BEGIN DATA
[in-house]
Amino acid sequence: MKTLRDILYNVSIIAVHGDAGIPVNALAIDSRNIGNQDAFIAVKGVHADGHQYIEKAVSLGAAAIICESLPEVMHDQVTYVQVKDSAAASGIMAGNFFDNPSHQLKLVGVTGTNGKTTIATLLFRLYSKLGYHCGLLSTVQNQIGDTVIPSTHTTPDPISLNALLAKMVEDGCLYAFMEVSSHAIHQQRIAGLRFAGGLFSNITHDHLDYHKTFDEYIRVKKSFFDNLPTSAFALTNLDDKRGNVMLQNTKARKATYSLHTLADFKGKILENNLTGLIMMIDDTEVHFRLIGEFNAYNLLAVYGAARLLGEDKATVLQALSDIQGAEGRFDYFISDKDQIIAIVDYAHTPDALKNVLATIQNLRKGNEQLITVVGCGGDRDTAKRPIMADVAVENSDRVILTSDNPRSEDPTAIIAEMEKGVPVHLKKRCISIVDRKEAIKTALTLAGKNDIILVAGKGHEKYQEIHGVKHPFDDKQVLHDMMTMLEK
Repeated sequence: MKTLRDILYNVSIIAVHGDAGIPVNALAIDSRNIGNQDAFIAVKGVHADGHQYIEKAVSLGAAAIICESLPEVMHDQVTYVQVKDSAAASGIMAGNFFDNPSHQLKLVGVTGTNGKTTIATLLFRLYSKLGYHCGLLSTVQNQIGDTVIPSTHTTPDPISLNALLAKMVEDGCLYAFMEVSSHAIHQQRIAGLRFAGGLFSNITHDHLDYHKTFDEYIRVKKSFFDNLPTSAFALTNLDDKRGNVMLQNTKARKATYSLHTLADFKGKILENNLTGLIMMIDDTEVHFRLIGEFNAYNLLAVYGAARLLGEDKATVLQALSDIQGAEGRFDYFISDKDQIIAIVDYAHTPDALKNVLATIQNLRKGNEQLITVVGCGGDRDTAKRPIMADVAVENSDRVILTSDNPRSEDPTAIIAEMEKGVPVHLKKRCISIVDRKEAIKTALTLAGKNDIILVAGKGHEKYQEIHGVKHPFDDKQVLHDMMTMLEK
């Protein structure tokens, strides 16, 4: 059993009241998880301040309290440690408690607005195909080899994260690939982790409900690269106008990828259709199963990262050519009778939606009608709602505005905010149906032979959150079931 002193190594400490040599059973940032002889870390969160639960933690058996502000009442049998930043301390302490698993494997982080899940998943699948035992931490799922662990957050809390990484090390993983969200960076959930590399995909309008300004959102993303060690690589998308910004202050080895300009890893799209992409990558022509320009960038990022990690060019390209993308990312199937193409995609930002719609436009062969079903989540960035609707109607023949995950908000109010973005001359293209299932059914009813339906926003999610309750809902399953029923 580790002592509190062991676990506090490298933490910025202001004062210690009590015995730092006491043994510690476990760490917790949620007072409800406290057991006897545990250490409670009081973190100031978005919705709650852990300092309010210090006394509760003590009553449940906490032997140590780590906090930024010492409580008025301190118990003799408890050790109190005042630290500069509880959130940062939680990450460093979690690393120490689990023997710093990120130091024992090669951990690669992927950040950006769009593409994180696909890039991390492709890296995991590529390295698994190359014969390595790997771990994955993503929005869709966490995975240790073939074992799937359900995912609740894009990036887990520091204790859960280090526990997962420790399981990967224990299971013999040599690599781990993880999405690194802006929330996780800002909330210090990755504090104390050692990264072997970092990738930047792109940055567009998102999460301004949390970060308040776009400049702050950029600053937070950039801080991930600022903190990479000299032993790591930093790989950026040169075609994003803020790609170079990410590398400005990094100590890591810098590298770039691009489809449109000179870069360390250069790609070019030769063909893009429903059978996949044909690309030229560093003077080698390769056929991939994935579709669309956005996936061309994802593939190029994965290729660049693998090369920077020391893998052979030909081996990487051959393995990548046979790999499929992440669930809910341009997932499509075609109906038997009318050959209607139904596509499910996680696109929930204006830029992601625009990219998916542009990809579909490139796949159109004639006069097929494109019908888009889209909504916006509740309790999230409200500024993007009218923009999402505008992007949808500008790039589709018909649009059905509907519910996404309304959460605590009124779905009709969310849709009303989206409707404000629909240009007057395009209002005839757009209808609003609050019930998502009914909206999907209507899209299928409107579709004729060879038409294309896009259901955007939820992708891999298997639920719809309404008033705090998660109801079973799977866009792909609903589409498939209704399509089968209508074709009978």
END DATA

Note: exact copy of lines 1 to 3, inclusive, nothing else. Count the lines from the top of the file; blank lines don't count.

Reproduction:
[in-house]
Amino acid sequence: MKTLRDILYNVSIIAVHGDAGIPVNALAIDSRNIGNQDAFIAVKGVHADGHQYIEKAVSLGAAAIICESLPEVMHDQVTYVQVKDSAAASGIMAGNFFDNPSHQLKLVGVTGTNGKTTIATLLFRLYSKLGYHCGLLSTVQNQIGDTVIPSTHTTPDPISLNALLAKMVEDGCLYAFMEVSSHAIHQQRIAGLRFAGGLFSNITHDHLDYHKTFDEYIRVKKSFFDNLPTSAFALTNLDDKRGNVMLQNTKARKATYSLHTLADFKGKILENNLTGLIMMIDDTEVHFRLIGEFNAYNLLAVYGAARLLGEDKATVLQALSDIQGAEGRFDYFISDKDQIIAIVDYAHTPDALKNVLATIQNLRKGNEQLITVVGCGGDRDTAKRPIMADVAVENSDRVILTSDNPRSEDPTAIIAEMEKGVPVHLKKRCISIVDRKEAIKTALTLAGKNDIILVAGKGHEKYQEIHGVKHPFDDKQVLHDMMTMLEK
Repeated sequence: MKTLRDILYNVSIIAVHGDAGIPVNALAIDSRNIGNQDAFIAVKGVHADGHQYIEKAVSLGAAAIICESLPEVMHDQVTYVQVKDSAAASGIMAGNFFDNPSHQLKLVGVTGTNGKTTIATLLFRLYSKLGYHCGLLSTVQNQIGDTVIPSTHTTPDPISLNALLAKMVEDGCLYAFMEVSSHAIHQQRIAGLRFAGGLFSNITHDHLDYHKTFDEYIRVKKSFFDNLPTSAFALTNLDDKRGNVMLQNTKARKATYSLHTLADFKGKILENNLTGLIMMIDDTEVHFRLIGEFNAYNLLAVYGAARLLGEDKATVLQALSDIQGAEGRFDYFISDKDQIIAIVDYAHTPDALKNVLATIQNLRKGNEQLITVVGCGGDRDTAKRPIMADVAVENSDRVILTSDNPRSEDPTAIIAEMEKGVPVHLKKRCISIVDRKEAIKTALTLAGKNDIILVAGKGHEKYQEIHGVKHPFDDKQVLHDMMTMLEK